that’s what I thought.. see.. it’s not about anything else.. it’s about
    sports being an integral part of higher ed… QED

  4. LG, I agree except I’d change that to say, “Football attracts alumni donations and State appropriations, and amenities for football players attract the players.”

    Many of the students I knew at UVa would come to lacrosse or soccer games or club sports or IMs for an afternoon of hanging out with friends and dates. They mostly avoided the football scene except to come to the Stadium for a few drunken home games and associated festivities. If they knew a football player socially it’s in spite of the difficulty of finding time to share with someone who is required to live (and will now eat) in another world. They may be attracted to VT today by alumni or family who dote on the games, but they don’t live in that world once they get there. I see the continuing infatuation with Big Sports as a generational thing.

  5. LarrytheG Avatar

    IM – intra mural? .. isn’t there a difference between athletes that are recruited with scholarships for NCAA type sports competitions – and folks that participate in IM?

    In the dining-hall deal.. won’t all the formal sports athletes be using that hall and none of the IM folks?

    Isn’t that a proper distinction?

    On the other.. I do think some people.. a lot of people want to go to a University with a Name Brand big time sports involvement and a significant number of the Alumni primarily identify with their Alma Mater through sports – on TV.. or similar…

    If there were no NCAA type sports at VaTech or UVA.. would it affect enrollment and alumni giving?

    honest question… You have schools like MIT that have no sports but tremendous endowments…

  6. You are asking the right questions, Jim, about this donor’s priorities. Notice that the article said they were doing this nutrition center as a way to compete, to win. They said nothing about preparing young people for life, or making them healthy for the long haul. Perhaps that’s implicit, but to me it should be item #1. Thanks!

  7. DLunsford Avatar

    Yet more nitwittery from the academic-industrial complex.

  8. LarrytheG Avatar

    Seems like there is a JLARC study from a few years back that said that mandatory student fees were paying a significant part of athletics.

    I suspect it’s in the financials but lay people lack the expertise and/or time to ferret it out and “investigative” journalism is a real casualty of the internet age.

    All major schools do this.. it’s not unique to Tech at all.. and they compare themselves to each other in terms of practices.. if some “U” does it then another “U” will then do it saying that the other “U” does it then before you know it all the “U”s are saying it’s a widespread and “normal” practice.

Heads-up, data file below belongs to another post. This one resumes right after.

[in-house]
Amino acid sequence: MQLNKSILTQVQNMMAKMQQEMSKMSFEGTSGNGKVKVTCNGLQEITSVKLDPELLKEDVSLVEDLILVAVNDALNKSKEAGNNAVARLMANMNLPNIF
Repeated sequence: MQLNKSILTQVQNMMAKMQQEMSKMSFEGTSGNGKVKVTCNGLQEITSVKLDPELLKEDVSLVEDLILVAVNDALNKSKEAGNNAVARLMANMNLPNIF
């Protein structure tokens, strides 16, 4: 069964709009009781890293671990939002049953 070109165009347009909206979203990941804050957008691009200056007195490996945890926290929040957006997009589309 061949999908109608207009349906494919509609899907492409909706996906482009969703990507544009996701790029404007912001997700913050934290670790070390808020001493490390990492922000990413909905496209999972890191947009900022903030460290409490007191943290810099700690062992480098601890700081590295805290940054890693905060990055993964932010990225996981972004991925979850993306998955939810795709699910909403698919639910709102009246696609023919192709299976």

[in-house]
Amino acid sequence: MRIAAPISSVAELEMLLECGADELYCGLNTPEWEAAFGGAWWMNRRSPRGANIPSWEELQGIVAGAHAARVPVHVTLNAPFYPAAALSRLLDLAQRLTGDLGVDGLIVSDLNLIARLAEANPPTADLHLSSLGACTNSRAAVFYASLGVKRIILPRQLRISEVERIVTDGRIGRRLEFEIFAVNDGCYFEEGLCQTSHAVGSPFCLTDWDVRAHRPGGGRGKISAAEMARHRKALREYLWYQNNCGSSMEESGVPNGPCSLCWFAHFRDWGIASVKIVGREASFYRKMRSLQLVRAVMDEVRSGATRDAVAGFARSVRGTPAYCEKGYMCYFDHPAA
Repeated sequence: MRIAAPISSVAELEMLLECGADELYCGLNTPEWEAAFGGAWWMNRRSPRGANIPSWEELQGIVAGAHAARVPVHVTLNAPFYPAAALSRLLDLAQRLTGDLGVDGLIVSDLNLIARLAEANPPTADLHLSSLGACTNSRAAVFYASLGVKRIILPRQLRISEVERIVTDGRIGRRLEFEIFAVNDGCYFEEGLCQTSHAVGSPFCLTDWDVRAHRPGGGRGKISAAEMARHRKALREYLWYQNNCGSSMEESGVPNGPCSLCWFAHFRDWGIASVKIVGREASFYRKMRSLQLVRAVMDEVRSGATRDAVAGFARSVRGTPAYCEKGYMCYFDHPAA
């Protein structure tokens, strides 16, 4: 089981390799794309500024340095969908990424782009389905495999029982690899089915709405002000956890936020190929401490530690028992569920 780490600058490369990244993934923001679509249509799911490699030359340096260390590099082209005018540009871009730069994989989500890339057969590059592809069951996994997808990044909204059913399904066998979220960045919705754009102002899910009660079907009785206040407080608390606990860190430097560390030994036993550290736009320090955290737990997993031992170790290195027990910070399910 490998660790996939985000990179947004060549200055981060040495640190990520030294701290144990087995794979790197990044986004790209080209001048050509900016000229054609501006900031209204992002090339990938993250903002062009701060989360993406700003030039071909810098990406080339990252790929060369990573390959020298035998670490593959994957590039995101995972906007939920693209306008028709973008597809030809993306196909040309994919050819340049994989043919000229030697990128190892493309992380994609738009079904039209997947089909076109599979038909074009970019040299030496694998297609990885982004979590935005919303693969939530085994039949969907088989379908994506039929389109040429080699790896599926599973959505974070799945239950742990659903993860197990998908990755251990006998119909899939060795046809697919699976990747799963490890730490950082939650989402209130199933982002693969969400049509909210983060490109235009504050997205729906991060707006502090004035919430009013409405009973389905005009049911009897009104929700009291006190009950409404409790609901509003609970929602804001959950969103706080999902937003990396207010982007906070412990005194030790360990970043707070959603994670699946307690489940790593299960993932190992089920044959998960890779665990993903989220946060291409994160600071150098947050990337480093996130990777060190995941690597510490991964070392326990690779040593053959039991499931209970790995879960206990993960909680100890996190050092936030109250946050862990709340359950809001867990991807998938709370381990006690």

And the heck of it is … people are getting education loans to pay for these fees… along with other ..tuition, etc.. it’s all co-mingled and aggregated when it gets rolled into the loan.

    One thing BR could do … is do a comprehensive list of student fees at all Va institutions … and I’m betting that the big sports schools have much higher fees than the non-sports or lower-tier sports schools.

    We, as a society, have accepted the whole “business” of NCAA sports in Education… The scholarships, the food and dining halls, the stadiums and complexes, etc… The claim has been that revenues from broadcasting pays for it all.. the reality is that very few schools ..from what I hear ..less than a handful .. actually are fiscally independent from the Academic side and that student fees are where a lot of the funding actually does come form.

    In fairness… a LOT of people are FINE with their kids getting athletic scholarships – not just the football, basketball… but the other sports like baseball, lacrosse, soccer.. etc.. and it’s appeal is equally to young women.

    If you talk to High School athletics people – they tell you that Sports teaches important life lessons.. in other words.. it’s very legitimate “education” that delivers more than takes especially to kids that actually participate.

    It’s a conundrum. If people .. parents.. students.. alumni.. suport sports and the money spent on sports.. then the argument becomes more nuanced and along the lines of “how much is more than we should” debate.

    I think that’s the Ying and Yang of it.